Winter cold pushes up power costs across Tennessee Valley

Winter cold pushes up power costs across Tennessee Valley

March 18th, 2015 by Dave Flessner in Business Around the Region

A Red Bank Fire Department vehicle makes it's way along Dayton Blvd. after an overnight winter storm dumped over half of a foot on the area.

Photo by Dan Henry /Times Free Press.

Andrea King used a couple of kerosene heaters this winter to help keep her East Chattanooga home warm, but the electric space heater she relied upon for most of her warmth still ended up costing her more than $728.87 to run over the past couple of months.

"We live in the front of our house and closed off the back of the house but in the winter it just costs way too much to keep our house heated," King said Tuesday while waiting at Metropolitan Ministries in Chattanooga to get some financial help to pay her power bill. "This time of year is always tough."

Consumers across the Tennessee Valley are paying the price these days for the frigid temperatures in January and February. In addition to the increased usage in the cold of winter, they also will have to absorb higher electric rates in April as part of TVA's fuel-cost increase stemming from last month's winter blast.

Although this winter was not as cold as last year -- and the official arrival of spring this Friday should further cut power consumption -- electricity use for most residential customers was still higher than normal during January and February.

TVA logo

TVA logo

By the numbers

The monthly bill for a typical Chattanooga household using 1,441 kilowatthours of electricity:
* March 2015 (current month): $145.34
* April 2015: $152.12
* April 2014: $155.56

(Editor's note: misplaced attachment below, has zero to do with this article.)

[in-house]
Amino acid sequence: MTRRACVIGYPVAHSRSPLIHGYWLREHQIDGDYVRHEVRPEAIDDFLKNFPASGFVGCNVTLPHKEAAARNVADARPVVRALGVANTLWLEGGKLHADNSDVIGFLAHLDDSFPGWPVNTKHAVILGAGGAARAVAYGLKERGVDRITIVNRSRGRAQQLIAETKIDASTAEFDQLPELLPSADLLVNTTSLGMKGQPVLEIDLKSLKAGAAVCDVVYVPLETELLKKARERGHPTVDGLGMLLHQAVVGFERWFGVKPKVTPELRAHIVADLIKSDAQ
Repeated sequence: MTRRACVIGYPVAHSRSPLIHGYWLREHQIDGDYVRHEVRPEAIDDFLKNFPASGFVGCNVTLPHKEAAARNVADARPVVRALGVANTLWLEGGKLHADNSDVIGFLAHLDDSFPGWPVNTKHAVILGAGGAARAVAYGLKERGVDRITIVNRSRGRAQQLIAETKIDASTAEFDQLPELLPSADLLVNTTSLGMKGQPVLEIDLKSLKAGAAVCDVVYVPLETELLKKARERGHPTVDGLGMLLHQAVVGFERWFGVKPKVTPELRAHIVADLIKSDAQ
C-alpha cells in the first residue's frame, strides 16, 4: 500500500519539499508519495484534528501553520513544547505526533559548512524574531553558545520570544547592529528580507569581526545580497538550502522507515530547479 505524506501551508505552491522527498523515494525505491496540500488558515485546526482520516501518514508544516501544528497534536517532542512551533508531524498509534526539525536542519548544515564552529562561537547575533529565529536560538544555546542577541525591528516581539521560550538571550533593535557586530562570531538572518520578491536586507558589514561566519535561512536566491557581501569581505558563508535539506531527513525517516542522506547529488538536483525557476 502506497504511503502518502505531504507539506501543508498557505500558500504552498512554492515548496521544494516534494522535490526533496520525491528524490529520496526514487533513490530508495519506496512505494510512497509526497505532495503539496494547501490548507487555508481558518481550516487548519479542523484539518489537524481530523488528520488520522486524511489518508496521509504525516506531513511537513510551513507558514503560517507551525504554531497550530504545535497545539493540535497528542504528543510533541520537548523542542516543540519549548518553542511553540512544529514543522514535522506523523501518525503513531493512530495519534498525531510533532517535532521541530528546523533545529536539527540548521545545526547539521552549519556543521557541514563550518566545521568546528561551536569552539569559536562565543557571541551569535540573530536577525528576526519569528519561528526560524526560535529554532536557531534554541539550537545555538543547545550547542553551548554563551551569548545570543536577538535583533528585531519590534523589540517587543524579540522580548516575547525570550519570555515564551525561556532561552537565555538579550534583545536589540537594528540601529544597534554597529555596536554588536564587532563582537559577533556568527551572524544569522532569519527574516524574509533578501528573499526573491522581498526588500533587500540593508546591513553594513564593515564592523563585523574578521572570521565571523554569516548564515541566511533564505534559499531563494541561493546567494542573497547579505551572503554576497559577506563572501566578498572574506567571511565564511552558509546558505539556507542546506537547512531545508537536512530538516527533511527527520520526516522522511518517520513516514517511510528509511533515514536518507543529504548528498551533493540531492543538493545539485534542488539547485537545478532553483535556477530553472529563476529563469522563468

Source: EPB

To pay for the extra fuel expenses for meeting the peak demand in February, the Tennessee Valley Authority plans to raise its monthly fuel cost adjustment in April by nearly 23 percent above the current level. The increase in the fuel-portion of the monthly light bill will cost an extra $6.78 in April for the typical household that relies upon electric heat and consumes an average 1,441 kilowatthours of electricity a month.

"Although this level is very consistent with our three-year average for April fuel costs, it is higher than March fuel costs with the change driven entirely by the record-setting cold weather in February," TVA spokesman Jim Hopson said. "The fuel costs always reflect the power used two months ago."

Despite the increase in rates from the current level, next month's power rates will still be lower than a year ago. Following the Polar Vortex in the winter of 2014, power rates for the average homeowner last April were actually $3.44 higher than what the same amount of power will cost next month.

EPB estimates the average residential customer consumed 1,534 kilowatthours in January and 1,595 killowatthours in February this year. A year ago, the average Chattanooga household consumed 17 percent more electricity, using 1,742 kilowatthours in January 2014 and 1,932 kilowatthours in February 2014.

That is little solace for many low-income Chattanoogans who are still struggling to pay for the power they used over the past couple of months.

Corey Robinson, 32, who is also disabled and also cares for his disabled mother, has had to spend more than $600 for electric heat this winter. Last winter, his bills totaled more than $700 to heat his 3-bedroom rental home in East Chattanooga.

"It's a struggle for all of us," he said Tuesday. "We've got to pay for our food, medicine, rent and everything else and then we get hit with these high light bills. How can you pay for all that on a fixed income?"

George Miller, a 50-year-old East Chattanooga renter who says his monthly electric bill was $397 for his three-bedroom home, said his power bills have never been higher.

"I just thank God that there are people trying to help us out," he said while waiting for asssistance from Metropolitan Ministries. "I can't say too much bad about the Electric Power Board because they are working with me and haven't cut off my power. But it's a real struggle for a lot of folks."

Contact Dave Flessner at dflessner@timesfreepress.com or at 757-6340.